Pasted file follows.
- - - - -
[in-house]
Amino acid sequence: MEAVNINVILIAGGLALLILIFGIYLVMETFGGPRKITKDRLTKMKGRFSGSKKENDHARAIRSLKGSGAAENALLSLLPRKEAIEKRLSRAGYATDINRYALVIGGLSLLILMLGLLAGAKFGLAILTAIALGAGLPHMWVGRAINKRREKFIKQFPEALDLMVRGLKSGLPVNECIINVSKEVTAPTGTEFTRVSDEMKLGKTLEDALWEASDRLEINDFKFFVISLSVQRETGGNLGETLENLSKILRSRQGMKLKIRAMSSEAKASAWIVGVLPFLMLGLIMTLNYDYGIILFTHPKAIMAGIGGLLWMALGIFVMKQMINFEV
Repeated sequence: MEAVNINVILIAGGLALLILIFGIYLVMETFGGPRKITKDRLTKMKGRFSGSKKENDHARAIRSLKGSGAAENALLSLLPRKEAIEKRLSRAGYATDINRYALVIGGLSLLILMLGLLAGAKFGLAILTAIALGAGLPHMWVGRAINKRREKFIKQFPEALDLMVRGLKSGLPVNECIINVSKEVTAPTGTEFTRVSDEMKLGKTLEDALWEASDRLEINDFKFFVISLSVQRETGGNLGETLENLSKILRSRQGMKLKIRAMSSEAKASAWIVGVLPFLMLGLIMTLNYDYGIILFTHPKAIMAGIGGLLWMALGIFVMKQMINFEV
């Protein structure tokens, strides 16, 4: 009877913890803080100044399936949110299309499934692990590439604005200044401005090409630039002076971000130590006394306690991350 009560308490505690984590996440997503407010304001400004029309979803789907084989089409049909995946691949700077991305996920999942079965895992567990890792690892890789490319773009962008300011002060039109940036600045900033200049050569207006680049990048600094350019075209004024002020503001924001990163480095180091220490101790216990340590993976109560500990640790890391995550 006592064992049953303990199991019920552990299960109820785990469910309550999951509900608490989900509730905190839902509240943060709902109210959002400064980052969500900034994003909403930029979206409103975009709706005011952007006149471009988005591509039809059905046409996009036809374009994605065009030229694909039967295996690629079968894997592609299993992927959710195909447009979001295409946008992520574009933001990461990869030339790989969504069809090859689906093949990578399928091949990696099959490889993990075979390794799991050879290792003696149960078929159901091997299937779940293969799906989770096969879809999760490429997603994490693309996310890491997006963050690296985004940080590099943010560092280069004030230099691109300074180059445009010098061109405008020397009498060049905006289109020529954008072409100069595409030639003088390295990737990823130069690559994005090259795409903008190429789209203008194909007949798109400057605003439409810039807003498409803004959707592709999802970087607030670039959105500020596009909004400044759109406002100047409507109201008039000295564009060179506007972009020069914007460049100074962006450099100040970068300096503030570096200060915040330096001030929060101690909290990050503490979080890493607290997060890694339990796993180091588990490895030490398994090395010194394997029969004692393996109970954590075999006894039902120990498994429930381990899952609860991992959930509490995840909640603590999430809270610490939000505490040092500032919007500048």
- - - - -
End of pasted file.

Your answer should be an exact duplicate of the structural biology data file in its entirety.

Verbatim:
[in-house]
Amino acid sequence: MEAVNINVILIAGGLALLILIFGIYLVMETFGGPRKITKDRLTKMKGRFSGSKKENDHARAIRSLKGSGAAENALLSLLPRKEAIEKRLSRAGYATDINRYALVIGGLSLLILMLGLLAGAKFGLAILTAIALGAGLPHMWVGRAINKRREKFIKQFPEALDLMVRGLKSGLPVNECIINVSKEVTAPTGTEFTRVSDEMKLGKTLEDALWEASDRLEINDFKFFVISLSVQRETGGNLGETLENLSKILRSRQGMKLKIRAMSSEAKASAWIVGVLPFLMLGLIMTLNYDYGIILFTHPKAIMAGIGGLLWMALGIFVMKQMINFEV
Repeated sequence: MEAVNINVILIAGGLALLILIFGIYLVMETFGGPRKITKDRLTKMKGRFSGSKKENDHARAIRSLKGSGAAENALLSLLPRKEAIEKRLSRAGYATDINRYALVIGGLSLLILMLGLLAGAKFGLAILTAIALGAGLPHMWVGRAINKRREKFIKQFPEALDLMVRGLKSGLPVNECIINVSKEVTAPTGTEFTRVSDEMKLGKTLEDALWEASDRLEINDFKFFVISLSVQRETGGNLGETLENLSKILRSRQGMKLKIRAMSSEAKASAWIVGVLPFLMLGLIMTLNYDYGIILFTHPKAIMAGIGGLLWMALGIFVMKQMINFEV
């Protein structure tokens, strides 16, 4: 009877913890803080100044399936949110299309499934692990590439604005200044401005090409630039002076971000130590006394306690991350 009560308490505690984590996440997503407010304001400004029309979803789907084989089409049909995946691949700077991305996920999942079965895992567990890792690892890789490319773009962008300011002060039109940036600045900033200049050569207006680049990048600094350019075209004024002020503001924001990163480095180091220490101790216990340590993976109560500990640790890391995550 006592064992049953303990199991019920552990299960109820785990469910309550999951509900608490989900509730905190839902509240943060709902109210959002400064980052969500900034994003909403930029979206409103975009709706005011952007006149471009988005591509039809059905046409996009036809374009994605065009030229694909039967295996690629079968894997592609299993992927959710195909447009979001295409946008992520574009933001990461990869030339790989969504069809090859689906093949990578399928091949990696099959490889993990075979390794799991050879290792003696149960078929159901091997299937779940293969799906989770096969879809999760490429997603994490693309996310890491997006963050690296985004940080590099943010560092280069004030230099691109300074180059445009010098061109405008020397009498060049905006289109020529954008072409100069595409030639003088390295990737990823130069690559994005090259795409903008190429789209203008194909007949798109400057605003439409810039807003498409803004959707592709999802970087607030670039959105500020596009909004400044759109406002100047409507109201008039000295564009060179506007972009020069914007460049100074962006450099100040970068300096503030570096200060915040330096001030929060101690909290990050503490979080890493607290997060890694339990796993180091588990490895030490398994090395010194394997029969004692393996109970954590075999006894039902120990498994429930381990899952609860991992959930509490995840909640603590999430809270610490939000505490040092500032919007500048």